Policy is a crucial factor in bicycle use in relation to image-forming in policy development. New social discussions and developments are the focus of attention in policy and possible future developments are anticipated. The result of the ‘attention’ and anticipation process is expressed as ‘images’ and opinions in the planned and implemented traffic policy. In the phase between plan development and policy implementation, these images can be significantly reviewed. The time between plan development, decision-making and implementation is easily extended. It then takes some time before the results of the implemented decisions are observed, a point that can be called ‘delay time’.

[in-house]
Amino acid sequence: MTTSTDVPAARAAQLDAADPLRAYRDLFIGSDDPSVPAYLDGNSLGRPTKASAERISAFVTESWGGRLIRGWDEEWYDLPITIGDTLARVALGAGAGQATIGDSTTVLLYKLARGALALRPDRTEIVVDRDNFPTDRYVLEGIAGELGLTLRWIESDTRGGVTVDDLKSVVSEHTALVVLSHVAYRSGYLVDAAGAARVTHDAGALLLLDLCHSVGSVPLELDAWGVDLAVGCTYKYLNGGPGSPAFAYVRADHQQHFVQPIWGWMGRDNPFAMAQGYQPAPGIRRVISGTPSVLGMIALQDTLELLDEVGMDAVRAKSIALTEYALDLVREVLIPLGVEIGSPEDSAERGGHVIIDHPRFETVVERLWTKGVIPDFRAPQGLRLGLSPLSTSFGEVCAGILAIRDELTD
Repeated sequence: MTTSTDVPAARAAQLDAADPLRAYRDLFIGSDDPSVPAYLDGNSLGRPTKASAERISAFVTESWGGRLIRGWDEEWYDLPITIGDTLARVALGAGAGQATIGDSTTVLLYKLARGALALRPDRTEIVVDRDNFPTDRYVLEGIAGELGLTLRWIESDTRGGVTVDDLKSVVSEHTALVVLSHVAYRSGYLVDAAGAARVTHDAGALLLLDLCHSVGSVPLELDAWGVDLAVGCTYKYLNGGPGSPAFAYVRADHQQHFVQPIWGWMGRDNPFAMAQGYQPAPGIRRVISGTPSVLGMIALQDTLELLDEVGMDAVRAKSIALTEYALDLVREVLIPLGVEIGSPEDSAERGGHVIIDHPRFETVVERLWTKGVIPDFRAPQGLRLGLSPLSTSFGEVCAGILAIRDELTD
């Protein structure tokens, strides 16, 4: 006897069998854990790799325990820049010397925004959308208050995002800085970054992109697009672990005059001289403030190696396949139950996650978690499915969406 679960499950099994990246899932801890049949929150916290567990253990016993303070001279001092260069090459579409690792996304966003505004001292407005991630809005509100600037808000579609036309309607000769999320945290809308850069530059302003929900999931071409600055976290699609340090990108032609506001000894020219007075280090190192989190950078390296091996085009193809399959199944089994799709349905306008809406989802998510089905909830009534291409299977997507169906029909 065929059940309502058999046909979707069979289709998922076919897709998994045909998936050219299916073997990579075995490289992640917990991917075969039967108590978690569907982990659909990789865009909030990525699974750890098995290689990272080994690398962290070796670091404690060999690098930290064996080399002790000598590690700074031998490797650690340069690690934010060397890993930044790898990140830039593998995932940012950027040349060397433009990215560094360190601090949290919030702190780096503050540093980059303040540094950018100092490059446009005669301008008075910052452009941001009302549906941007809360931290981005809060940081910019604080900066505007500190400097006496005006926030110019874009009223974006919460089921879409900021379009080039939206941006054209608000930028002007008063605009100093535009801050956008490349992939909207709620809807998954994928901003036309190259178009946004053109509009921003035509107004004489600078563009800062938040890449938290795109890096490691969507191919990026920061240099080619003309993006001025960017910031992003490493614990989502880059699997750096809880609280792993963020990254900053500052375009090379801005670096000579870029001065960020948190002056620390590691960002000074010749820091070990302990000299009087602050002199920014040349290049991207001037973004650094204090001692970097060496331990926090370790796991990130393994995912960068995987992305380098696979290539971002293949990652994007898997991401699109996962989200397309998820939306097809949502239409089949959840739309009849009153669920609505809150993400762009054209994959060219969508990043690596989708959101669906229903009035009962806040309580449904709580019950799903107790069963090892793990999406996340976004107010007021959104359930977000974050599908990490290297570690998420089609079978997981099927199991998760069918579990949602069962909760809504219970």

Transport alternatives are also important factors. The availability of transport alternatives seems to have a significant effect on bicycle use. Traffic policy constantly has to consider all methods of transport. In some towns – including Antwerp, Manchester and Hanover – we have seen that the car had priority in traffic policy, meaning that policy choices affected other modes of transport and their use. In towns where traffic policy took other modes of transport into account – including Amsterdam, Eindhoven and Copenhagen – the policy choices and the effects of these choices were totally different.